Changes in the total number of Ag-specific T cells in the lungs capable of making IFN-γ in response to M. tuberculosis Ags were determined using the ELISPOT assay (Mouse IFN-γ ELISPOT set; BD Biosciences), according to the manufacturer’s instructions and using total lung cells from a pool of mice (n = 4) (23, 24). The M. tuberculosis Ag preparation used to stimulate IFN-γ production was a sonicated extract of a M. tuberculosis culture (23) and an ESAT-6 (1–20) peptide (New England Peptide) (25), which is an early-secreted M. tuberculosis protein.
Lungs were fixed by an intratracheal infusion of 10% formalin followed by 24-h immersion (at 20°C) in the same fixative. The lungs were then dehydrated in serial baths of 70% and 100% ethanol, embedded in paraffin, and sectioned. Immunocytochemistry to detect the NO synthase (NOS)2 enzyme and staining for acid-fast bacteria were performed as previously described (26). Briefly, lung sections were incubated with affinity-purified rabbit anti-mouse NOS2 Ig (primary Ab), biotinylated goat anti-rabbit Ig (secondary Ab), and avidin-coupled biotinylated HRP with diaminobenzidine as the substrate. Sections were then stained for acid-fast bacilli (27) and counterstained with methylene blue. Photomicrography was performed with a Nikon Microphot-Fx microscope fitted with a Spot RT Slider camera (Diagnostic Instruments) using Spot RT Software for image acquisition.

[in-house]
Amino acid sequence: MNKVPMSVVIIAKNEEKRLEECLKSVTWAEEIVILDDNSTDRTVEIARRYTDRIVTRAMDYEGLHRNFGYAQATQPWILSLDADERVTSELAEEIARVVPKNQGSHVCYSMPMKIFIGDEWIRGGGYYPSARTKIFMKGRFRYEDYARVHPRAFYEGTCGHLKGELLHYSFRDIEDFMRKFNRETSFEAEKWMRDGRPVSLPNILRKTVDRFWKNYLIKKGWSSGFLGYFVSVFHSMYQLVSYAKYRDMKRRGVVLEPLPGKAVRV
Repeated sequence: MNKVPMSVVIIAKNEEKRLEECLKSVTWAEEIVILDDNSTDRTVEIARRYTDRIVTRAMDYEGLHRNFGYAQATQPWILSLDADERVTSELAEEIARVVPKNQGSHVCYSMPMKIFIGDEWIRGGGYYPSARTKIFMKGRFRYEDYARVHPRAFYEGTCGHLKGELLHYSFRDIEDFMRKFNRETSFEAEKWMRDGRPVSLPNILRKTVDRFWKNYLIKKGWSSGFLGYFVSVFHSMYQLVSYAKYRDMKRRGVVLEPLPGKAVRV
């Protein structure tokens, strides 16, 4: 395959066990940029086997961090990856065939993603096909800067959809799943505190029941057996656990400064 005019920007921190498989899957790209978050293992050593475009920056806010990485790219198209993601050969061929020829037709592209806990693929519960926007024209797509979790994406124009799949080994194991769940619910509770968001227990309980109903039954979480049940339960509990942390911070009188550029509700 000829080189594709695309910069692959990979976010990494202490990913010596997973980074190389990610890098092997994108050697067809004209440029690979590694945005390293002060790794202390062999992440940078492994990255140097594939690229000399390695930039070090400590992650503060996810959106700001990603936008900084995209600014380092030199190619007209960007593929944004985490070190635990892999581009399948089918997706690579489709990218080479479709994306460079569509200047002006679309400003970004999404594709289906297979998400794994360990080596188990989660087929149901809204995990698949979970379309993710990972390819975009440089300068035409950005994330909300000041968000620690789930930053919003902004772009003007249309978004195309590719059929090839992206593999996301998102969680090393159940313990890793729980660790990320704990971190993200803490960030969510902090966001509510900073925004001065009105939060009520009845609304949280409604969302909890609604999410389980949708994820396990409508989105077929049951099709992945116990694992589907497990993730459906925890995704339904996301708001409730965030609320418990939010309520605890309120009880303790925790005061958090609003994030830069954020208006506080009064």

Transcriptional profiling with microarrays
Total lung RNA (three samples per experimental group; 36 in total) from uninfected controls and M. tuberculosisM. tuberculosis-infected (day 30 and day 70) groups for B6, D2, D2.B6-Chr7, and D2.B6-Chr19 mice individually. Data were normalized by the robust multiarray average algorithm, and differential expression was tested by using either pairwise, or two-way ANOVA analysis with independent t tests. Complete microarray data (accession no. E-MEXP-1942) has been deposited in the ArrayExpress database (www.ebi.ac.uk/microarray-as/ae/).
Construction of mouse lines congenic for the TB-resistance loci Trl3 and Trl4